The ground below me suddenly releases and I start to slide. My feet do a clumsy dance in their hiking sandals as they try to find solid footing. Panic instantly rises as my hands flail, searching for something to grab. My eyes lock onto the cliff edge that I’m sure I’m headed for.
In a matter of seconds, it’s over. I’m only a few feet from where I slipped, plopped safely in the dirt. I dig my hands into the loose soil as I feel my face burn red from embarrassment. The self-berating begins and my anxiety rises instantly. I am mortified by my mistake, I regret that I even came on this hike, and I’m sure I’ve disappointed everyone I’m hiking with.
As a cloud of dirt, which I kicked up while stumbling, settles back down onto my sprawled out legs, I shove my hands deeper into the earth. The dirt is fine and grainy, almost like sand, but it once was part of the mountainside. Once a strong slab of stone, years of erosion, weather, and history have beat it down into the dirt it is today. I toss a clump of dirt to the side of the trail and wonder if part of that handful was once at the peak of the mountain.
I stand back up and start to brush my butt and legs off but there’s no point. The dirt is caked on my clothes, resting in my hair, and decidedly wedged under my nails, entrenched just like my embarrassment from falling is. My mind wanders, as it is apt to do while hiking, thinking about the other falls I’ve taken in life. Am I now the tiny grain of dirt that was once at the peak?
In the household I grew up in, portraying perfection was almost a requirement, not only to the outside world but to my own family members too. As any mistakes my mother made, be it a slip of the tongue or an overcooked meal, be met with anger from my father, a sense of mistakes as failure, disappointment, and wrong was cultivated in me.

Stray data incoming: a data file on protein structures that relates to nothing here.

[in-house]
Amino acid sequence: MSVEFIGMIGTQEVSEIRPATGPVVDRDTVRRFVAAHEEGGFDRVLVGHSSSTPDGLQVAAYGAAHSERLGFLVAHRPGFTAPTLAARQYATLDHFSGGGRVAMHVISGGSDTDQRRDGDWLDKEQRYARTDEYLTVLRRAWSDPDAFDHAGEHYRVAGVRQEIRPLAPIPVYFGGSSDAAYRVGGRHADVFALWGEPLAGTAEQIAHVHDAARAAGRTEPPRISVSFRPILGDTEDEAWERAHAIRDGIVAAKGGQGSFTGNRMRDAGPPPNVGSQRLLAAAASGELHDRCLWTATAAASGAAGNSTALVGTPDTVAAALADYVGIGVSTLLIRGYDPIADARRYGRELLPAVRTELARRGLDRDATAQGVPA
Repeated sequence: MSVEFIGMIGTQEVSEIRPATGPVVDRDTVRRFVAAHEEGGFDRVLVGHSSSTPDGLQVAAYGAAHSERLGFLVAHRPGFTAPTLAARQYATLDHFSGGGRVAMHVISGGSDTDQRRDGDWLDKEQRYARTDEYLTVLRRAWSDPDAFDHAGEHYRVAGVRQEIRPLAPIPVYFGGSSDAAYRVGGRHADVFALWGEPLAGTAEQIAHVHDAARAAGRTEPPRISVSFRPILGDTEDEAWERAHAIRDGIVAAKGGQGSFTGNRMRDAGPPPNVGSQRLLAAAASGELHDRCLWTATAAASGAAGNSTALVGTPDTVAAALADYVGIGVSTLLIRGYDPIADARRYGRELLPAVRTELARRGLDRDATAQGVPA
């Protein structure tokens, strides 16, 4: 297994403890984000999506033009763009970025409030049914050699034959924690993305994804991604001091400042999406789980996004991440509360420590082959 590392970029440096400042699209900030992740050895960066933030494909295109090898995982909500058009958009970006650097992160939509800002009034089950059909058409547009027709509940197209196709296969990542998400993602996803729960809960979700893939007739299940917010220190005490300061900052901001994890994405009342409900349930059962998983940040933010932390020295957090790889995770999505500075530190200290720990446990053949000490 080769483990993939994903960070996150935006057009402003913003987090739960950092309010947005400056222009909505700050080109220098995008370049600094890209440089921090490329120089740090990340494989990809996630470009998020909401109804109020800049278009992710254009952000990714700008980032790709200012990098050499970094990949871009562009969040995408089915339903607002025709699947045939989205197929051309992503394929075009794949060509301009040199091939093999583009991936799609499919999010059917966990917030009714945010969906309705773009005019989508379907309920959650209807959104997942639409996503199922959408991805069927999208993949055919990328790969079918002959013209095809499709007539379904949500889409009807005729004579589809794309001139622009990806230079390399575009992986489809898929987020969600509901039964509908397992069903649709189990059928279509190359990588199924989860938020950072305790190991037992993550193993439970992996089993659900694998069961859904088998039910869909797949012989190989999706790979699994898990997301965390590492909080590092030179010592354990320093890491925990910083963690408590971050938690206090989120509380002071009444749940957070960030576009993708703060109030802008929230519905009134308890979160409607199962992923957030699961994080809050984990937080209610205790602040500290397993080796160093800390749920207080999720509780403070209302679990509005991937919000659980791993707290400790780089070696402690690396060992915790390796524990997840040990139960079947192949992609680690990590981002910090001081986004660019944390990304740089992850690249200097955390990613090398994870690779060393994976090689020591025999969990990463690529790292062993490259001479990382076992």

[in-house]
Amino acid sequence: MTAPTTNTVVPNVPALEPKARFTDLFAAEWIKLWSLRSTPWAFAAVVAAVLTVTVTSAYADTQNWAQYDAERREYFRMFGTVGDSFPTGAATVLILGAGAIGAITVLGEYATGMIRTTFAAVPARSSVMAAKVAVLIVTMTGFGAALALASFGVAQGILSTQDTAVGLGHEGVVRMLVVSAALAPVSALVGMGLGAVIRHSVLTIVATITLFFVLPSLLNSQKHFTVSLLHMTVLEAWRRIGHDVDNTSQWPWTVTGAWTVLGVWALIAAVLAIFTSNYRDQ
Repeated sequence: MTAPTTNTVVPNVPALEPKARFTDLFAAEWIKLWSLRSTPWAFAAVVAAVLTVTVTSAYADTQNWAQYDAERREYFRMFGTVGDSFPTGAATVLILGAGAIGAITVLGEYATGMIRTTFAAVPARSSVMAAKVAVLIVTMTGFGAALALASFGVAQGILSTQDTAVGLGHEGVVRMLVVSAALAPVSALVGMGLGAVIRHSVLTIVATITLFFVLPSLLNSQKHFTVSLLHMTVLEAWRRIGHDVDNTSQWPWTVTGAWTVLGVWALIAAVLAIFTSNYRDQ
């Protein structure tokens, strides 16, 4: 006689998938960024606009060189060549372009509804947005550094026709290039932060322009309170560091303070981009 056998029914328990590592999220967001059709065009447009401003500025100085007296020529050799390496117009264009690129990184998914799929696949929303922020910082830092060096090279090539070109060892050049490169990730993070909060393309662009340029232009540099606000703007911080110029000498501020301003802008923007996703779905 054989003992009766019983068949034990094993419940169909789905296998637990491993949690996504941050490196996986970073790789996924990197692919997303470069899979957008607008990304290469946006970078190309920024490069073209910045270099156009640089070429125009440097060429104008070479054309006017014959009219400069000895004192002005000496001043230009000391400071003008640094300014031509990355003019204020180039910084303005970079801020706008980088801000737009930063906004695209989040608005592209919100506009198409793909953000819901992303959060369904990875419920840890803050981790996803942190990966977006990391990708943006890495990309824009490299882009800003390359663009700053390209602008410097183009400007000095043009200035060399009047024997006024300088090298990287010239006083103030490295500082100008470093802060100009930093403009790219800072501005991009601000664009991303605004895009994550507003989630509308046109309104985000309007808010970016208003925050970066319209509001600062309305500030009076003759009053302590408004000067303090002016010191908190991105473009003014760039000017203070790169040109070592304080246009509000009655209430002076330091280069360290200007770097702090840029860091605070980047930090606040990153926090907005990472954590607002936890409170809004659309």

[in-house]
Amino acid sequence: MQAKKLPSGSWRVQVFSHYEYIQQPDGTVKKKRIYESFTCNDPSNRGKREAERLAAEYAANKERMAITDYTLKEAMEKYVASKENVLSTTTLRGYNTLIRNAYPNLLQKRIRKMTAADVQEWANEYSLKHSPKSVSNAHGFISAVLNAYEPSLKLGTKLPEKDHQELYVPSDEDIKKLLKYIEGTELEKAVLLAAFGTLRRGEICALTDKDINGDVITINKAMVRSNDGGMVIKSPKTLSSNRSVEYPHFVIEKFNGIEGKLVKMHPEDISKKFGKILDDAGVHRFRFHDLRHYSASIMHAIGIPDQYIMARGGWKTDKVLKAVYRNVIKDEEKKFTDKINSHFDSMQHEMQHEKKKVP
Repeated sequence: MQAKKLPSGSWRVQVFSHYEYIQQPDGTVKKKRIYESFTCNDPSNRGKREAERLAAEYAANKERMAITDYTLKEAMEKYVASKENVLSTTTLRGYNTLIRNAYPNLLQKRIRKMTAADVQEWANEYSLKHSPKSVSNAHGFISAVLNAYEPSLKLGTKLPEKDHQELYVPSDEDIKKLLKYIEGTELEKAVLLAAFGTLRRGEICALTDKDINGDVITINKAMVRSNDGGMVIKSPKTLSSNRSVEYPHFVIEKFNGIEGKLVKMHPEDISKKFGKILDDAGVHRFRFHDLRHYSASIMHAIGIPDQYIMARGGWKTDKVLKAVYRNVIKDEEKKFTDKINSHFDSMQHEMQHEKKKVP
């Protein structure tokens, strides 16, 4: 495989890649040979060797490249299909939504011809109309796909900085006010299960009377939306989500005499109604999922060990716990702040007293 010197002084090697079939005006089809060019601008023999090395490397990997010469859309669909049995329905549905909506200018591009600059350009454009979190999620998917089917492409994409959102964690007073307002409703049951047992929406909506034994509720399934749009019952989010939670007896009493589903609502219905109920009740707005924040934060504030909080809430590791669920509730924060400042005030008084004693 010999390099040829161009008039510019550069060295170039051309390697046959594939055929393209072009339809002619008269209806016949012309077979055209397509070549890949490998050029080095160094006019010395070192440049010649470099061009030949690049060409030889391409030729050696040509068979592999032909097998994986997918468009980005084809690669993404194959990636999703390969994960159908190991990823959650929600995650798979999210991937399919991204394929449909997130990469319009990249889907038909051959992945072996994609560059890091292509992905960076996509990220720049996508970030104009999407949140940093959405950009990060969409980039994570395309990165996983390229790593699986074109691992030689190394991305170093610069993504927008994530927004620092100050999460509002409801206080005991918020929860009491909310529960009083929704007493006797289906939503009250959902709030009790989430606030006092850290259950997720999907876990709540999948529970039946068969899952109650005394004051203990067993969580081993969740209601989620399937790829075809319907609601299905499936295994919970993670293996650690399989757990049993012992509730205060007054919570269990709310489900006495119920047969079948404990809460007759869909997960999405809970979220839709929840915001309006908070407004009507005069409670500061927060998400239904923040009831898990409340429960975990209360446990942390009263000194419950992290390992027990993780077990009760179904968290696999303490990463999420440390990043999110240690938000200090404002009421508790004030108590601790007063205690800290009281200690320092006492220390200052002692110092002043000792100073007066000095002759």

I watch my feet scuff the dirt as I keep hiking, refusing to look at any of my fellow hikers as I continue to stew in my own self-frustration. Part of me knows that I shouldn’t be mad or embarrassed about falling but the other half can’t help it. It’s not just things like slipping on a hike or not finishing a route while rock climbing that set this chain reaction off in me. Anything that I even briefly question as a mistake creates an innate reaction of anger and embarrassment. Skipping class in college, talking too much in a social situation, quitting good 9-to-5 jobs, crying in public: they’ve all shaken the picture of perfection that I try to portray, that I have to portray. Distracted by a sense of guilt and shame about mistakes I think I’ve made, I almost miss my name being fervently shouted.
I look up and bolt out of the way just as rocks and dirt roar down the cliff, landing in the spot I was standing. The rest of my hiking party hoots and hollers as they crawl across the rubble once it all settles.
“Isn’t this incredible!” a fellow hiker shouts as he safely makes it to my end. “This is an entirely new feature that was created just from this rockfall. And it all sort of happened by mistake, from some animal misstepping up there I bet.”
A mistake? Incredible? I almost laughed in his face at the irony. But the destruction from the rockfall caught my eye first. The cliffside from which it fell revealed an ancient layer of the mountain, the rubble in front of me was an intricate sculpture, and the dirt was scattered all around. Each part came together in a magnificent, accidental masterpiece. Maybe a mistake can lead to something incredible.
Bending down to grab another handful of dirt, I thought about the things I’ve done to get me to where I am now. Skipping that class led to a stronger friendship with someone, talking too much spurred a greater conversation, quitting jobs improved my happiness, and crying in public when I needed to helped me heal.
Opening my hand, I let the dirt flow through my fingers back to the ground. Maybe this messy, ever changing, unpredictable dirt had a point: mistakes are okay. Not only are they okay but, like the new feature created on the trail from the rockfall, they can lead to something good, albeit different. Maybe, just maybe, the mistakes I’ve made along the way are necessary, incredible parts of the masterpiece I am today.
Grace Olscamp is an adventure and mental health author based out of Salt Lake City, Utah. Between consulting for public relations and writing, she can be found petting every dog she sees on the trail or at the crag, meditating, using her turn signal, or baking bread. You can find her work here or follow her adventures here.